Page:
Ferns offer a wide variety of plants for different uses. They vary greatly in size, pattern, texture and shades of green. In planning your outdoor garden, consider the type of ferns to be used and the space you will want them to occupy. Many spread rapidly while others grow slowly. Some stand like sentinels, rising to more than 4 feet, while others are low growing. The Maidenhair is dainty and fan-shaped. The Christmas fern is lance-shaped and leathery. Many, such as the Autumn fern, have a reddish color when the fronds are young. The Japanese Painted fern is perhaps the most chromatically unique of all ferns with its wine-red and soft silver-grey fronds.

Ferns can soften a landscape. Group them by size, set large plants along a fence, porch, or foundation line, miniature varieties in rock gardens, stone walls, along walkways and borders. Plant spreading varieties as groundcover for grass-less areas under trees or shrubs. Use ferns anywhere to enhance the beauty of flowering plants or where attempts to grow flowers in a sunless north exposure have failed.

Ferns are a natural for the home. A brook or pond almost begs for a planting of ferns along its banks, or you might create a foot trail. An excellent way to map out a trail is to walk a winding route, allowing a heavy string to unwind behind you. Take advantage of large stones, boulders, and fallen logs for your fern-planting sites. Select a spot or two for a resting place. Mark it off with fallen logs or railroad ties and place a rustic bench. In this area, plant several kinds of ferns and mix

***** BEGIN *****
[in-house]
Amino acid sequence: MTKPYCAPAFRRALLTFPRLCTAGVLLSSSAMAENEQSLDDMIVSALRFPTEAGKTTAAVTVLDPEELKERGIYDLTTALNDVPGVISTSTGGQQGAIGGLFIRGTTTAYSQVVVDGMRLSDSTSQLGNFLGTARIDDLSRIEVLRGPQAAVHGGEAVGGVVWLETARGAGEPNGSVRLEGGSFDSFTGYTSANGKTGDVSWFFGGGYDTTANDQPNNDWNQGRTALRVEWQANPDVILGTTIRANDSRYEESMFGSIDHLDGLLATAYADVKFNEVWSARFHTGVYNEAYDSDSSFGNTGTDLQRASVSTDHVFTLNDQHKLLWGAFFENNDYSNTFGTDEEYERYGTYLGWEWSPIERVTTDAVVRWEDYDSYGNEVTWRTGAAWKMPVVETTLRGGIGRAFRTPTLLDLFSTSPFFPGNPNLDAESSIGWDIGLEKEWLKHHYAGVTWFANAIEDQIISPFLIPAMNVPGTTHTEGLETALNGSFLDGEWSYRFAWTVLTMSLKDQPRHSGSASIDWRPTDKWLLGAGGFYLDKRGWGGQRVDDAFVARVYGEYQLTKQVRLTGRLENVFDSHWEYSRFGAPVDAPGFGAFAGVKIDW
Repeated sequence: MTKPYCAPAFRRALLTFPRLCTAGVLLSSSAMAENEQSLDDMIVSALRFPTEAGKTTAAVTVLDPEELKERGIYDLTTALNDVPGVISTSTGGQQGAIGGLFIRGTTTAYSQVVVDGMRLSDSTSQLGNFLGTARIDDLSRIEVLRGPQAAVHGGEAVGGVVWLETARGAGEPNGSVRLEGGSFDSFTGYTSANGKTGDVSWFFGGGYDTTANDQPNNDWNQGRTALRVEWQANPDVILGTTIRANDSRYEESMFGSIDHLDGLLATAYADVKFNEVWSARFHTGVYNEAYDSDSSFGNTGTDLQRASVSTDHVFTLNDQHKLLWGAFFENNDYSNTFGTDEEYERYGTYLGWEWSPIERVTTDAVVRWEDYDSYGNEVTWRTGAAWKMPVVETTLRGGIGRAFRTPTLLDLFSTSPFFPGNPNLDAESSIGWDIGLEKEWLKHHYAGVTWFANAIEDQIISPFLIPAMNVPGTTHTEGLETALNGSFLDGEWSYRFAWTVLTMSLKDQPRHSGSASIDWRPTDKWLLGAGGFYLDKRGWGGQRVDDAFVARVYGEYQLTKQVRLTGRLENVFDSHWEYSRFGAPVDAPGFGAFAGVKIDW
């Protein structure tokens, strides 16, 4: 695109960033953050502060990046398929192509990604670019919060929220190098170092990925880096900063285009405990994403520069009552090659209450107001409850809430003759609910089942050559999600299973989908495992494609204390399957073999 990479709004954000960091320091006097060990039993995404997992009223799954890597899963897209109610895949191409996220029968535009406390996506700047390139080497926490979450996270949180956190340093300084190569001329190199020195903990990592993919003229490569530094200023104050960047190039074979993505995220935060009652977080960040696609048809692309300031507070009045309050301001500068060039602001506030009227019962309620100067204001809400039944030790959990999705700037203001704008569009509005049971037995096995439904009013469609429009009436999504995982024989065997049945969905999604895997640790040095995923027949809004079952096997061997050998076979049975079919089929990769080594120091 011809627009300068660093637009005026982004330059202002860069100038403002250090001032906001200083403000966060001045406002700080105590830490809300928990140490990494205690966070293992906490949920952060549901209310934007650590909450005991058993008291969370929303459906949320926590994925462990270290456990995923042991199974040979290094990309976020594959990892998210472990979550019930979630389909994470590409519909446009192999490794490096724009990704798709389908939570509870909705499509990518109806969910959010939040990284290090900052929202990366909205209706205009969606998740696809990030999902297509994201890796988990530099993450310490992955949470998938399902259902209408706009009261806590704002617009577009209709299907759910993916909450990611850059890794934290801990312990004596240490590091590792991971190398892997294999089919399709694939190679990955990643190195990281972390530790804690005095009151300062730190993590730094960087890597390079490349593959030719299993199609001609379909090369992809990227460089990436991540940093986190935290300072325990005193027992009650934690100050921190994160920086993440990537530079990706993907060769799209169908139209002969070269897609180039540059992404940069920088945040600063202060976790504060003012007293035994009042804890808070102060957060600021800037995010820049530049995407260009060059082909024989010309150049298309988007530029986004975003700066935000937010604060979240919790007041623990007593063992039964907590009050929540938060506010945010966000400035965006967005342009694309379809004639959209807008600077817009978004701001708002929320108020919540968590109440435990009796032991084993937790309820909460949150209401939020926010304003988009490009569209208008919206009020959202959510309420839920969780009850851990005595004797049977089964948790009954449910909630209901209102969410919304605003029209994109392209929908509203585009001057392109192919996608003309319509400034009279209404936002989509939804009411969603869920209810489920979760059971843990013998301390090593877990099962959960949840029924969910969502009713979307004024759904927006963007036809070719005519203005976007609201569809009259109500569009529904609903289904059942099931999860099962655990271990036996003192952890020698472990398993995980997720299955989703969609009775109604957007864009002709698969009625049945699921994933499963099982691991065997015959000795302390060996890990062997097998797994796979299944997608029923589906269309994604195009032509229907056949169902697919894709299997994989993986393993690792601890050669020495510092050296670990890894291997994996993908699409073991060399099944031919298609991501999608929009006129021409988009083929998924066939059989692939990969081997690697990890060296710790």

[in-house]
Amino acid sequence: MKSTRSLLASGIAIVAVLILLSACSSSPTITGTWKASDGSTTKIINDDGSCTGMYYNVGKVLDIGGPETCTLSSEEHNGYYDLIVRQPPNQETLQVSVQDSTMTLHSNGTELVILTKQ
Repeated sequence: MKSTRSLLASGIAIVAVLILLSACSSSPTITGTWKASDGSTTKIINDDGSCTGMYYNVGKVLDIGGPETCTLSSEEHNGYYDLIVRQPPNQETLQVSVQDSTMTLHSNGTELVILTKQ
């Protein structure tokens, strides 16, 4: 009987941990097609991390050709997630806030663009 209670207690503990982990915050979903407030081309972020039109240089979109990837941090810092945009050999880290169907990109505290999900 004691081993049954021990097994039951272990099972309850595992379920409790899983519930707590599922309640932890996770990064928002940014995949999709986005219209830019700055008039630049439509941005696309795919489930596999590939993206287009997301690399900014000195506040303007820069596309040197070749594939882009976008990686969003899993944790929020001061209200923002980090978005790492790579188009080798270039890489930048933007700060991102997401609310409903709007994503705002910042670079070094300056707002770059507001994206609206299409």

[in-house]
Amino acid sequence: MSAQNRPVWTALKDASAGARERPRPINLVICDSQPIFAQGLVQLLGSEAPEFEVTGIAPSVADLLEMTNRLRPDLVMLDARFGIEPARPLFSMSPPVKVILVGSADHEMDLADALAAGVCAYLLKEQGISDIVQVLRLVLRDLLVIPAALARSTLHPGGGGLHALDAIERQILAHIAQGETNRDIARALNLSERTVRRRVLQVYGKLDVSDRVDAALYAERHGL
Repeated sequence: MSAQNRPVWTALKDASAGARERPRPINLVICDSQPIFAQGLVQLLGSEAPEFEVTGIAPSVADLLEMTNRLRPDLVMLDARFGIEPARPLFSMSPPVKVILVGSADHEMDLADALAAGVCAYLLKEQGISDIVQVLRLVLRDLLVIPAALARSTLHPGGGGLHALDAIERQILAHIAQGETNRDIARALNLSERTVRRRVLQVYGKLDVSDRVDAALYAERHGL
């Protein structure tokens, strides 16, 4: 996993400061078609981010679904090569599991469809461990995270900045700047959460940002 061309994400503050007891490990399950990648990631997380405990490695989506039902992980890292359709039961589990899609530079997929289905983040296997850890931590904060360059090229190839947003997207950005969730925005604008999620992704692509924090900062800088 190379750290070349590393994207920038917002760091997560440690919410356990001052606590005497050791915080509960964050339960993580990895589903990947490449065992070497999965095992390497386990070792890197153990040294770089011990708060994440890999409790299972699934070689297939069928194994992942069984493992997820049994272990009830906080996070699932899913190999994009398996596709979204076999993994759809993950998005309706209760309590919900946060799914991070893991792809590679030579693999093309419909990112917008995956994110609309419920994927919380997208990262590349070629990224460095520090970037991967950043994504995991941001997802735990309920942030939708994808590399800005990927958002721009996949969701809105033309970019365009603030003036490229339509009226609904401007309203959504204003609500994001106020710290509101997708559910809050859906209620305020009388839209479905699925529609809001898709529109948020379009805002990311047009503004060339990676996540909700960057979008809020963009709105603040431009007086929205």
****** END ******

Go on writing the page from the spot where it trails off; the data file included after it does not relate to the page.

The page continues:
them with wild flowers wood violet, columbine, trillium, bloodroot, May apple. Often an interesting fern will be found tucked away in an inaccessible area, so transplant it into your view. Your trail need not be extensive; its appeal will derive from the harmony with nature that you have created.